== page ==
With a clear trend in the electric transmission and heat distribution industry away from glass and ceramic insulation, silicone is seeing increased use in the production of wires and cables—primarily due to its performance advantages in high voltage and fire safety applications.
"Silicone is your friend in electric applications," said Detlef Klingberg, technical manager, application engineering energy with Wacker Chemical Corp. U.S.A., a division of Germany-based Wacker Chemie A.G. "With its crack resistance, UV protection, hydrophobicity and light weight, the industry overall is clearly going in the direction of silicone being the preferred material."
Klingberg, who has been with Wacker since 1996, spoke Nov. 11 during the second day of the virtual International Silicone Conference, offering his expertise on "Interesting Aspects of Special Cables with Silicone."
Although silicone—especially liquid silicone rubber—remains a niche market, its versatility in application, performance and production is getting noticed. The raw material has been selected for commercial and industrial use in hotels across the globe, airports (including Las Vegas' McCarron International and Dallas-Fort Worth), the Mont Blanc tunnel in Switzerland, German soccer stadiums and major European high rise buildings.
"There are so many examples, too many to name, of this technology being used successfully," Klingberg said.
In electrical applications, silicone can be used in hollow core and rod insulators, cable accessories, insulating fluids and high voltage insulator coatings.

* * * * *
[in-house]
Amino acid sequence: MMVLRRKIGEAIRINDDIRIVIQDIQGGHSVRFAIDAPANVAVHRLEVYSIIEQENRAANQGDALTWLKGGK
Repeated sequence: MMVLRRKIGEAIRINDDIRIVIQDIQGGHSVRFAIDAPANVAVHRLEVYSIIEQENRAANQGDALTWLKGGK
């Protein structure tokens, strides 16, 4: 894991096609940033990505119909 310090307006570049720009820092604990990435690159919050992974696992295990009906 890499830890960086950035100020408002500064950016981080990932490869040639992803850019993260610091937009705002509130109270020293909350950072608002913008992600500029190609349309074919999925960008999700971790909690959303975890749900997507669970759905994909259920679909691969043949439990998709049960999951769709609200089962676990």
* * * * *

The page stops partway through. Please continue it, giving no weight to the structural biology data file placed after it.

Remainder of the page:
Three properties should be considered in these uses, Klingberg said, including dielectric strength (typically between 23-25KV/mm, and up to 30 KV/mm with special grades of silicone); volume resistivity; and dielectric constants—all conductivity traits that silicone has in abundance.
In rod and hollow core composite insulators and arresters, the choice of silicone is made in part due to weight, Klingberg said.
"Silicone is so much lighter than materials used in the past," he said. "I've held both (insulating materials) in my hand and the difference is night and day."
Klingberg noted that silicone's hydrophobic (water resistant) properties also are attractive for use as insulation in conductive wires and cables.
And in a pinch, traditional materials used for insulation, including glass, ceramic, EPDM and epoxy resins, can be spray-coated to become pseudo-silicone insulators, Klingberg said, since silicone exhibits excellent adhesion, protection against flashover, a wide temperature range and weathering qualities.
"The advantages of silicone make it a prime material for use in middle, high and ultra-high voltage applications," Klingberg said, adding that silicone gels and pastes also are available to fill empty spaces in hollow core insulators and cable joints. "You cannot have any air entrapment with these products, and silicone can fill these potential air gaps."